A move to create a provincial paid sick leave has been shot down, despite pleas from health officials that it is a necessary step in curbing the spread of COVID-19 in the workplace.
Opposition Leader Andrea Horwath presented a series of motions without notice in the legislature on Monday morning, including a call for the creation of a paid sick leave program in the province. The motion, which required the consent of all members, was voted down by the majority conservatives.
Healthcare-related organizations have been calling for the introduction of paid sick leave in Ontario, including the Ontario Nurses’ Association, the Ontario Medical Association, the Alliance for Healthier Communities, the Association of Family Health Teams of Ontario, the Ontario College of Family Physicians, the Nurse Practitioners’ Association of Ontario, and the Indigenous Primary Health Care Council.
The New Democrats also pushed for the Ford Government to roll back Friday’s controversial move of giving police the power to perform random spot checks. Horwath claimed it was a power the police didn’t ask for and won’t use, pointing out many police services have stated publicly they will not be performing spot checks. That motion without notice was also voted down by the conservative government.
“Nobody agrees with the premier. The science table has publicly asked for a course correction. The police publicly rebuked this government on the regulation they brought forward on Friday. Even the PC caucus seems to be in revolt,” said Horwath. “The premier has to start listening to the pleas of the frontline ICU doctors and nurses. Not to the anti-shutdown, anti-science wing of the PC caucus.”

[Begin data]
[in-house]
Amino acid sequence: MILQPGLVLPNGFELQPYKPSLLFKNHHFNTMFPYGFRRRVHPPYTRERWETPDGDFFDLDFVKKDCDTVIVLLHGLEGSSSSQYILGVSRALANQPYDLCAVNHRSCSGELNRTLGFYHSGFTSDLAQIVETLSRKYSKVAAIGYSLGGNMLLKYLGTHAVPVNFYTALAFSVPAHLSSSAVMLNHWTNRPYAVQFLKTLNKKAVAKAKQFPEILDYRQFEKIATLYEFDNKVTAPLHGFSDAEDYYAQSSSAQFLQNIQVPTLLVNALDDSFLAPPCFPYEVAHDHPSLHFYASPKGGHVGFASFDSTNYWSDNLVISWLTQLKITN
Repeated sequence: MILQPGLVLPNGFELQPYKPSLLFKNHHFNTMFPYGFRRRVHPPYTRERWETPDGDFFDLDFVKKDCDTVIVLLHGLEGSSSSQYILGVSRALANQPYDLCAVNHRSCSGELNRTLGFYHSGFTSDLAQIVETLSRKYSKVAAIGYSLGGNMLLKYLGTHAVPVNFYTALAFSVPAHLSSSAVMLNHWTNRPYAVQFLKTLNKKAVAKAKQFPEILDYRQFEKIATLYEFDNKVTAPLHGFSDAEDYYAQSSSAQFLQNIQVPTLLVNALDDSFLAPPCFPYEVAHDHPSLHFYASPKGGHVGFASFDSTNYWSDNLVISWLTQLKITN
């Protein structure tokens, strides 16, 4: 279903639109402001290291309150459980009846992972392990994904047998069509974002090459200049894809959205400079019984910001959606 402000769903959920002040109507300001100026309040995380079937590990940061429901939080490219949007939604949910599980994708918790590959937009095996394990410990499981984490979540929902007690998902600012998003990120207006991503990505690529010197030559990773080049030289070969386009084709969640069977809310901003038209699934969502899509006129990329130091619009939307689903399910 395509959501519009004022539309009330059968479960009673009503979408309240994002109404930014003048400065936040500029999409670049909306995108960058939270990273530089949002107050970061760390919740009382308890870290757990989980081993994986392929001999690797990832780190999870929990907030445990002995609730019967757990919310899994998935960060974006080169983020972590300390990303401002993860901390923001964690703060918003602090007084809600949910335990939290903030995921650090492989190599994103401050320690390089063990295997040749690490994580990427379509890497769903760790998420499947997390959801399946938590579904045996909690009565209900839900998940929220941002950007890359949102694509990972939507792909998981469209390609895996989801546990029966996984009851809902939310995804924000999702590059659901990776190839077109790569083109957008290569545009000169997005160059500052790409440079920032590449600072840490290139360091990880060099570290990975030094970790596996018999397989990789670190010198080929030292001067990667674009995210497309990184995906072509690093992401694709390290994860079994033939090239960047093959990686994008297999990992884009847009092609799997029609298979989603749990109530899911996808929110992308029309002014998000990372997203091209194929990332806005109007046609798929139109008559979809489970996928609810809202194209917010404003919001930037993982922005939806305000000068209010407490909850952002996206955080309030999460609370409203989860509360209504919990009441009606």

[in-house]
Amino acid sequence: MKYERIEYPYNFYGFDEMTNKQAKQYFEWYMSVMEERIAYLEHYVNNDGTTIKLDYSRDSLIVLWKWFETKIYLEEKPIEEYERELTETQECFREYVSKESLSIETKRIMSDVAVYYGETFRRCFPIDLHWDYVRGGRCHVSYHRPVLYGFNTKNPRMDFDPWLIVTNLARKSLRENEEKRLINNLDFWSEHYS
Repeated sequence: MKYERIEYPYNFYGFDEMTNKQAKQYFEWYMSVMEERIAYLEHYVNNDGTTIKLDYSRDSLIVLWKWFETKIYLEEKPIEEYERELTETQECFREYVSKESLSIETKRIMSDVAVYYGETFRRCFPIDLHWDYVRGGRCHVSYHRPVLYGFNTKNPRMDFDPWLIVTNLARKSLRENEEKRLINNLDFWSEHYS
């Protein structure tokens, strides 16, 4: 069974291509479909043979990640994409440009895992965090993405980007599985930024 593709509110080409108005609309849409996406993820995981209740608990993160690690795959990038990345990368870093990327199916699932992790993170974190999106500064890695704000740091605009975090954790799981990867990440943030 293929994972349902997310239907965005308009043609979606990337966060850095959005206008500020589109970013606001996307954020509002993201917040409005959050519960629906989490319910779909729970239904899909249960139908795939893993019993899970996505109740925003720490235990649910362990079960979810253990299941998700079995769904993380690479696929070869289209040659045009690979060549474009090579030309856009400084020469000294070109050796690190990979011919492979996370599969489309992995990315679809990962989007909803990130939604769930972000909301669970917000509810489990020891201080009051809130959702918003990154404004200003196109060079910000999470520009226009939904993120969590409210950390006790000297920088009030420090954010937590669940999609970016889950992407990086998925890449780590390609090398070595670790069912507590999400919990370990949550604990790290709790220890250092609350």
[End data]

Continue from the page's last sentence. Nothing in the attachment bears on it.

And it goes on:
While Premier Ford was not present in the Legislature on Monday morning, Deputy Premier and Health Minister Christine Elliott said the government is following expert advice. “We understand that there’s a lot of transmission in the community that we need to limit mobility as much as possible for the next few weeks. This is a very, very difficult state that we’re in, we recognize that,” she said. “That is why we’re transferring patients if we have to, from one location to another as close as possible to their home location. That is why we’re redeploying staff from all across the province.”
On Friday, the Ford Government announced a series of new restrictions it claims would help cut the spread of COVID-19, including the closure of parks and capping outdoor gathering limits. This comes despite the indication many new cases of COVID-19 are occurring in workplace settings where physical distancing cannot be maintained. In Simcoe-Muskoka, there have been 21 outbreaks connected to the manufacturing sector alone, resulting in 145 new cases of COVID-19.